Who will advocate for THE AUDIENCE? | As traditional arts journalism craters, paid sponsorship creeps into editorial content

If you’re like me, you look forward to that weekly “On The Town” email from Portland Monthly every Thursday. It’s an indispensable source of picks and color on what’s happening as Portland heads into a weekend. Plus it looks great.

But scanning today’s email, you may have seen something a little different – something I don’t think I have ever seen before there: sponsored content (read: an ad) trying to look like an independent PoMo pick. I’m talking about that off key plug for Dreamgirls at PCS: “You’re gonna love Dreamgirls!”

When I first read it, I thought, “That seems a little forward and enthusiastic for PoMo.” Then I noticed the section was grayed to make it stand out. And then there it was above the section in small print: Advertisement. Pretty clever. Perfectly (almost) camouflaged to look like an editorial opinion, it’s simply an ad. I guess we should be grateful they they still bother to label it “advertisement”!

The takeaway: In an era of cratering journalism, expect to see the influence of paid sponsorship creeping more and more into editorial opinion. And if this is any indicator, you may need to look pretty darn closely to see it.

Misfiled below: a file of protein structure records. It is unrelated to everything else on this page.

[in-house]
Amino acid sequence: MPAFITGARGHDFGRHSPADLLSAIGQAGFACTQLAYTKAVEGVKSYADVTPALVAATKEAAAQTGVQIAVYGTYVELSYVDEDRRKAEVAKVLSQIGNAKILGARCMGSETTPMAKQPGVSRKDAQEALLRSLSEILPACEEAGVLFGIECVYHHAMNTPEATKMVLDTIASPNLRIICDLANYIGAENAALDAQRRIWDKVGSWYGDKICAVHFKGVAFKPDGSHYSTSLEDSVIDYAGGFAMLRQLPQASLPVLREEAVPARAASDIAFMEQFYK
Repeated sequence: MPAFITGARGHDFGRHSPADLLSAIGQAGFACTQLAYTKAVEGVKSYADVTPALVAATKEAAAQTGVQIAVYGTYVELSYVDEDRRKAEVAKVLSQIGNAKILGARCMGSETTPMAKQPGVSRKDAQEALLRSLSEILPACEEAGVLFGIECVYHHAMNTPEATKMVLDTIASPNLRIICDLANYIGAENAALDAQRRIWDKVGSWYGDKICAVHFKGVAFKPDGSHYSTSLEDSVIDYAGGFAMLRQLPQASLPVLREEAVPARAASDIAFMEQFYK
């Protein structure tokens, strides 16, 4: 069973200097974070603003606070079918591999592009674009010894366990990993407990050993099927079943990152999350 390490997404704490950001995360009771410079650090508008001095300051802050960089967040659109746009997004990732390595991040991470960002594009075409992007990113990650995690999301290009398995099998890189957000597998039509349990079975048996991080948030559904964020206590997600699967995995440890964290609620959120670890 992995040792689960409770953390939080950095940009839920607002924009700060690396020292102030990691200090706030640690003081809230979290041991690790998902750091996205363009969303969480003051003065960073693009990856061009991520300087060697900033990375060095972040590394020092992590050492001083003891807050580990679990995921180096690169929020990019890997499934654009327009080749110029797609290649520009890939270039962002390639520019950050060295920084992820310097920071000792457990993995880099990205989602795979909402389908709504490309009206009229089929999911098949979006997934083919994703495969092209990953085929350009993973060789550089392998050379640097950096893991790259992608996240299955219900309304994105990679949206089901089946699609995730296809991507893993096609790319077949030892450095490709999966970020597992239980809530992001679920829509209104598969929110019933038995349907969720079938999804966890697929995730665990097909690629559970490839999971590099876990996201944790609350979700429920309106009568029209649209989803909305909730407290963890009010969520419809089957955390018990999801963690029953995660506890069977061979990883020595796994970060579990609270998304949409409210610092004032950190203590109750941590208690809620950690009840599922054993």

Remember that Sesame Street song?  "One of these things is not like the others."  What at first appears to be an editorial pick for Dreamgirls turns out to be a paid ad.
Remember that Sesame Street song? “One of these things is not like the others.” What at first appears to be an editorial pick for Dreamgirls turns out to be a paid ad.

If you click the Dreamgirls plug you arrive at a page of “sponsored content” on PoMo. Cleverly, the page looks exactly like one of PoMo’s normal stories – except there’s no byline. It’s basically a PCS press release.

It looks like a normal PoMo story.  But it's a paid ad.
It looks like a normal PoMo story. But it’s a paid ad.

There is a built in conflict of interest between theatres and the audience. Theatres want you to come. Audiences want to know what’s worth their time and money. In the middle are critics, media, and advertisers. Can the gray area of working for both the audience and paid advertisers be navigated? Sometimes.

But you have to really be on your game to tell the difference between critical, independent opinion on the one hand, and sponsored ads and boosterism on the other – especially in a small arts market like Portland.

The audience craves independent, accurate opinions they can trust. Advertisers know that – so the gold is getting their paid message to look like an independent opinion.

Media advocate for paid advertisers. But who will advocate for the audience?  In an ideal world – critics and editorial opinion.

caveat emptor